PUBLICATIONS

A guide to strengthening the enabling environment for faecal sludge management

Themes: Faecal sludge management Market development Sanitation
Countries: Bangladesh Kenya Zambia

Experience from Bangladesh, Kenya and Zambia

This Guide presents an introduction to conceptualising and strengthening the enabling environment for faecal sludge management (FSM) services in low-income urban areas.

It is based on WSUP’s experience working with Bill & Melinda Gates Foundation to develop market-based solutions for on-site sanitation services in the cities of Dhaka and Chittagong (Bangladesh), Kisumu (Kenya) and Lusaka (Zambia).

Why is FSM so important?

FSM is the process by which faecal sludge is contained, collected, transported, treated and then safely disposed of or reused. 2.7 billion (38%) people around the world are dependent on on-site sanitation facilities like pit latrines and septic tanks, which contain and partially treat faecal sludge on-site (as opposed to centralised systems like sewers that remove waste from households and transport it to treatment facilities).

In light of the vast numbers of people who depend on on-site sanitation, there is no serious prospect of achieving Sustainable Development Goal 6 without the development of reliable, safe FSM systems covering the full sanitation chain.

Accordingly, FSM is now a major focus for governments and development organisations, particularly in urban and urbanising areas where constructing sewer networks is expensive and unrealistic in the medium-term (most low-income communities or informal settlements fall into this category); and where there is little space available to simply cover full pits and dig new ones.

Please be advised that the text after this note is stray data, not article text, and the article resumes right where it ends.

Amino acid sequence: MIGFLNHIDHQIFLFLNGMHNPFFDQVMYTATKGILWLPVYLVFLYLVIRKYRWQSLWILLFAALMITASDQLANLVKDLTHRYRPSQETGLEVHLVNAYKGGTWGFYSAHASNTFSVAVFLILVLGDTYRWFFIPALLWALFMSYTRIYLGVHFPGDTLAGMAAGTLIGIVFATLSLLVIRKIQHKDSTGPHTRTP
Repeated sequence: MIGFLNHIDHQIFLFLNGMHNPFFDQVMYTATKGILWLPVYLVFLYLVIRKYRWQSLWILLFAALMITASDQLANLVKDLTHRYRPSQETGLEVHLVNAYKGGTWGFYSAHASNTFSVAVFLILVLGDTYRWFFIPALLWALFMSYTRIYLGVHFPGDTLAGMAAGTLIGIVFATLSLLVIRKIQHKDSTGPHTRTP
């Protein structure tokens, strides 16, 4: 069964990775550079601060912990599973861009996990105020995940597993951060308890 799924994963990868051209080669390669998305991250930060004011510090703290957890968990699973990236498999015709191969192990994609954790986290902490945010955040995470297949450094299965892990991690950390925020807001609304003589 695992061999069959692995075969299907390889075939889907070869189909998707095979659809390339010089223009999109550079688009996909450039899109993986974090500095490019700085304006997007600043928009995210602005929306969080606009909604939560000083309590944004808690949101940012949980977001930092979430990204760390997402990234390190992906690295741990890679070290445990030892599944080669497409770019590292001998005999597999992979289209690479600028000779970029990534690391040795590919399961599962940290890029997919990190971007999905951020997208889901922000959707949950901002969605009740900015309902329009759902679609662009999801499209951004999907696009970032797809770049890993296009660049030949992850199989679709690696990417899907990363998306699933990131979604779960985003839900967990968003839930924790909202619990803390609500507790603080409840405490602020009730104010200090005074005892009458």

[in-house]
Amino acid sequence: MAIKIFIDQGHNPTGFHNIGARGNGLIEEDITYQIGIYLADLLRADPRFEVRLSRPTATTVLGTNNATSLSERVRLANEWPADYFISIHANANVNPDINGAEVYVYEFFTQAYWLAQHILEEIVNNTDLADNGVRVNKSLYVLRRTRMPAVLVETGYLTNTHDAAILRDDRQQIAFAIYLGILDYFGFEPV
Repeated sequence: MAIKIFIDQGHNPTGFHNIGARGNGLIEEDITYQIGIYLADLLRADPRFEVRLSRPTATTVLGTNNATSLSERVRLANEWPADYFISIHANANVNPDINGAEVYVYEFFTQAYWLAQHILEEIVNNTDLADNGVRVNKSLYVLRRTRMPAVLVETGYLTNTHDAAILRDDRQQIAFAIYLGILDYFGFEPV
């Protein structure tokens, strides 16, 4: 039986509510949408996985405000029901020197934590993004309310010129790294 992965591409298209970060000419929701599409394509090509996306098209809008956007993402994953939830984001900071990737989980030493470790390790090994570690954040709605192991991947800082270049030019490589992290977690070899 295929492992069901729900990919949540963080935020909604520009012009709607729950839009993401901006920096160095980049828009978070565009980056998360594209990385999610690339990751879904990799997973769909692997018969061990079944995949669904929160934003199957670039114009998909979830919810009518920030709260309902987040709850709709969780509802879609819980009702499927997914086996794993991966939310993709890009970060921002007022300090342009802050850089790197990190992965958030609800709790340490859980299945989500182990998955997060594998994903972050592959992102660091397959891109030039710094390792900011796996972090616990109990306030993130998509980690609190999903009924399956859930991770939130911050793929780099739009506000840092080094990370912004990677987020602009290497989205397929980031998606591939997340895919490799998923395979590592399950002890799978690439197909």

Achieving citywide sanitation in such locations typically requires both on-site and sewered systems and may also include non-centralised small bore/condominial sewer systems.

While non-sewered (on-site) facilities sequester harmful waste from direct human contact (if properly constructed and maintained), how that waste is dealt with beyond those pits and tanks is too often a secondary consideration.

What do we mean by the enabling environment, and why this focus?

The market for on-site sanitation products and services will only thrive if it is supported by strong financial and institutional frameworks, complete with clear policies, regulations, technical assistance and political buy-in.

It is factors like these that comprise the enabling environment.

The report provides insights into seven components for the enabling environment:

Institutional mandates

Regulatory effectiveness

Service provider capacity

Private sector enablement

Infrastructure and technology

Affordability and consumer willingness to pay

Consumer behaviour